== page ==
I had no TV and AM medium wave radio reception was terrible, at least it was on my transistor radio, and this was in the days before broadcast VHF, and I found myself listening to American Forces Radio (AFN) in the evenings which was broadcast from Germany and from where reception was excellent after dark. I also managed to do quite a bit of reading, and in fact, and I don’t know why this has always stuck in my head but that’s where I read my first Nabokov novel ‘Pnin’, about an oddball university professor on some fictitious campus in New England. However, a radio programme one evening on AFN about American Veterans issues and the assistance and support available for current and former service personnel from the VA, and ways to make contact and seek assistance, started me thinking about Canadian forces and whether a similar support organization might exist for them. My brain was in overdrive now contemplating the possibility of beginning a search for my biological father now that I knew his name. Maybe a Canadian veterans administration existed to provide similar support for their service personnel, in which case they might be able to help me find him.
A habit I had developed in the months prior to moving north was to visit libraries and search their commercial sections for information that might be helpful in establishing and developing my business. Indeed, this is precisely how I found my first client by scouring Yellow Page Directories in Ealing Public Library in London where they had copies of all UK telephone books listing all TV & radio retailers in the Aberdeenshire area. Adopting the same approach I checked with the local Peterhead library for London telephone directories but finding none, as this was a small library compared to the one in Ealing, I spoke to a librarian describing my dilemma and she was able to pull out some government tomes both British and international filled with all kinds of information and contact details of countless departmental data including diplomatic, defense, energy, transportation and countless others. I initially wrote to three entities, the Commonwealth Liaison Office Personnel Division at the British Ministry of Defense in Gloucester, the Royal Canadian Air Force Joint Staff in Ennismore Gardens, South Kensington, London and the Canadian High Commission Defense Liaison, Grosvenor Square, London. These letters led to extensive correspondence with all of these offices, and others to which they referred me but, ultimately and to cut a long story short, I made contact with both the Canadian Department of Veterans Affairs and the Public Archives of Canada, both of which were located in Ottawa and in both cases with whom I initiated lengthy correspondences. It seemed that with each letter there was an additional snippet of information that, ultimately, proved invaluable. For example, and remember, all I had was his name, with no rank or any other identifying information and each letter began in the subject line with his name. In one reply from the Public Archives office, they included a middle initial which I hadn’t previously known. Later, in a response from the Veterans Affairs office, they also included in the subject line, not only his name but also his military number. I should mention that I haven’t revealed his name because there are chapters to this saga yet to be revealed, but primarily his name was so unusual that I was pretty sure that I had the right guy.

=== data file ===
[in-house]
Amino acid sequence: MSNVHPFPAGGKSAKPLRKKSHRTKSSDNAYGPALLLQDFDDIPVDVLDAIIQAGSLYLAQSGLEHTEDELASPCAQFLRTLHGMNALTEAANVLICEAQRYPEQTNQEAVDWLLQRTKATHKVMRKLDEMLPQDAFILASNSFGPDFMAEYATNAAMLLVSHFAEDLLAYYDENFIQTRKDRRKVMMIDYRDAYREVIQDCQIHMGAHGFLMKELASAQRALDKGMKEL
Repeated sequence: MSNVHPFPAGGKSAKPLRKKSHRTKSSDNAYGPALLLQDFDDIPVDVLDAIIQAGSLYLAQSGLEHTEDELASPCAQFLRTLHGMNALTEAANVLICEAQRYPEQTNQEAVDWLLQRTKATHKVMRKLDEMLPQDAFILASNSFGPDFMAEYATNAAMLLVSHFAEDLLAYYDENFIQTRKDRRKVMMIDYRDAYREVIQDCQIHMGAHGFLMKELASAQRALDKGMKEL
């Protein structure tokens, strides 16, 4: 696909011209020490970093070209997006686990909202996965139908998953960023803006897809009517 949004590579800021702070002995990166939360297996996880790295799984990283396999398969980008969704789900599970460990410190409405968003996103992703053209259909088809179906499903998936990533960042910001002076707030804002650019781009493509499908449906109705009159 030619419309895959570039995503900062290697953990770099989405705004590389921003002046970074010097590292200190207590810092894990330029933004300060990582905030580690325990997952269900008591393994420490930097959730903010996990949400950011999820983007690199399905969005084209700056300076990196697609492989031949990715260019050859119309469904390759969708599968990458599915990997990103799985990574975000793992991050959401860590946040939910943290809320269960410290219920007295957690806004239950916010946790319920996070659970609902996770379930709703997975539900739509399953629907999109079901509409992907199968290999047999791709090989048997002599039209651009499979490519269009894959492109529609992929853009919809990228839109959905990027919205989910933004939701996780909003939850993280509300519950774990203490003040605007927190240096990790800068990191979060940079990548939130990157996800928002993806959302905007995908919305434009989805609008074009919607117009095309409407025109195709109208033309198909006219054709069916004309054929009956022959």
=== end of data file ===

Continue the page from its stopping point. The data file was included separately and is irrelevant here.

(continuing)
(1) RAF Turnhouse, 1940s. (2) Flying in formation, Turnhouse, Edinburgh. (3) Terminal building, Turnhouse, Edinburgh. 1940s. (4) Our house in Gilmerton Dykes looked exactly like this one. We lived in the upper floor, right side 1959-63. (5) West Gate, Botanical Gardens Edinburgh. (6) Morecambe Bay Gas Field, Central Platform. (7) Platform Helipad. (8) BBC Old Grey Whistle Test Logo. (8) This is almost exactly like my dad’s WWII cot that I slept on while living in the neglected tenement I started my business in in Peterhead. Only difference is that my dad’s had metal rods whereas it looks like this one has wood. (9) One of the Tom Lehrer LPs that my dad bought.